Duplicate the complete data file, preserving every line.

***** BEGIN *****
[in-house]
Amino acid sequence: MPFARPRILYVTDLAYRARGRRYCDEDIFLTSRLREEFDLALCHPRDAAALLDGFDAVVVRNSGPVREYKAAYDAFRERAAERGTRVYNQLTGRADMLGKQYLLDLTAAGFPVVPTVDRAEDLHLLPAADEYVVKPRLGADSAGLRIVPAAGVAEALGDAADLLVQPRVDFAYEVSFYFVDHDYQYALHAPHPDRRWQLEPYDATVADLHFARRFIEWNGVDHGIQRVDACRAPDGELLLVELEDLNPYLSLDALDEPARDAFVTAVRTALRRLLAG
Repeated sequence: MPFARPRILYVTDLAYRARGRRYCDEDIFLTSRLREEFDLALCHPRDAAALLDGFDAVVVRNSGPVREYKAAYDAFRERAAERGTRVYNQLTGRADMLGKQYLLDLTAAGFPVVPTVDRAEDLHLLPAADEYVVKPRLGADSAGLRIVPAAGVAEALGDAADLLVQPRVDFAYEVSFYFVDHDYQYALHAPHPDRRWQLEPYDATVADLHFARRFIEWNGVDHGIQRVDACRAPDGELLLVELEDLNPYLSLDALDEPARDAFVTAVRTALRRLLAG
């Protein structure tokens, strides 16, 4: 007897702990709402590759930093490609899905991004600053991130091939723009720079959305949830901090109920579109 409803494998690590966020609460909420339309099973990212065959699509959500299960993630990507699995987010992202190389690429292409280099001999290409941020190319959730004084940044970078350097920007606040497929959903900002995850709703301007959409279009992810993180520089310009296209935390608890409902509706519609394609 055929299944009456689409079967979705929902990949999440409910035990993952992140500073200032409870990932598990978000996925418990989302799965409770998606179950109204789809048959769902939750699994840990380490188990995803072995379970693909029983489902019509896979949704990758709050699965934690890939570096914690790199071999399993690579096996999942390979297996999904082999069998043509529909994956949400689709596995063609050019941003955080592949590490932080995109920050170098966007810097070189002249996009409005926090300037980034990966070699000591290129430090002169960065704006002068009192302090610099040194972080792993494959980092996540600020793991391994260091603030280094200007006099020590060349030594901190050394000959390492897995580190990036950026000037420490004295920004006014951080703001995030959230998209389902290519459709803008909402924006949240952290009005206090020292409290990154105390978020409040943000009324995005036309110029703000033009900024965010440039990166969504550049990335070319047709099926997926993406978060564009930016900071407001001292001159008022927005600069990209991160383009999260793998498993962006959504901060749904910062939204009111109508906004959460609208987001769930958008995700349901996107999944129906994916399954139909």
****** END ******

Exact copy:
[in-house]
Amino acid sequence: MPFARPRILYVTDLAYRARGRRYCDEDIFLTSRLREEFDLALCHPRDAAALLDGFDAVVVRNSGPVREYKAAYDAFRERAAERGTRVYNQLTGRADMLGKQYLLDLTAAGFPVVPTVDRAEDLHLLPAADEYVVKPRLGADSAGLRIVPAAGVAEALGDAADLLVQPRVDFAYEVSFYFVDHDYQYALHAPHPDRRWQLEPYDATVADLHFARRFIEWNGVDHGIQRVDACRAPDGELLLVELEDLNPYLSLDALDEPARDAFVTAVRTALRRLLAG
Repeated sequence: MPFARPRILYVTDLAYRARGRRYCDEDIFLTSRLREEFDLALCHPRDAAALLDGFDAVVVRNSGPVREYKAAYDAFRERAAERGTRVYNQLTGRADMLGKQYLLDLTAAGFPVVPTVDRAEDLHLLPAADEYVVKPRLGADSAGLRIVPAAGVAEALGDAADLLVQPRVDFAYEVSFYFVDHDYQYALHAPHPDRRWQLEPYDATVADLHFARRFIEWNGVDHGIQRVDACRAPDGELLLVELEDLNPYLSLDALDEPARDAFVTAVRTALRRLLAG
């Protein structure tokens, strides 16, 4: 007897702990709402590759930093490609899905991004600053991130091939723009720079959305949830901090109920579109 409803494998690590966020609460909420339309099973990212065959699509959500299960993630990507699995987010992202190389690429292409280099001999290409941020190319959730004084940044970078350097920007606040497929959903900002995850709703301007959409279009992810993180520089310009296209935390608890409902509706519609394609 055929299944009456689409079967979705929902990949999440409910035990993952992140500073200032409870990932598990978000996925418990989302799965409770998606179950109204789809048959769902939750699994840990380490188990995803072995379970693909029983489902019509896979949704990758709050699965934690890939570096914690790199071999399993690579096996999942390979297996999904082999069998043509529909994956949400689709596995063609050019941003955080592949590490932080995109920050170098966007810097070189002249996009409005926090300037980034990966070699000591290129430090002169960065704006002068009192302090610099040194972080792993494959980092996540600020793991391994260091603030280094200007006099020590060349030594901190050394000959390492897995580190990036950026000037420490004295920004006014951080703001995030959230998209389902290519459709803008909402924006949240952290009005206090020292409290990154105390978020409040943000009324995005036309110029703000033009900024965010440039990166969504550049990335070319047709099926997926993406978060564009930016900071407001001292001159008022927005600069990209991160383009999260793998498993962006959504901060749904910062939204009111109508906004959460609208987001769930958008995700349901996107999944129906994916399954139909």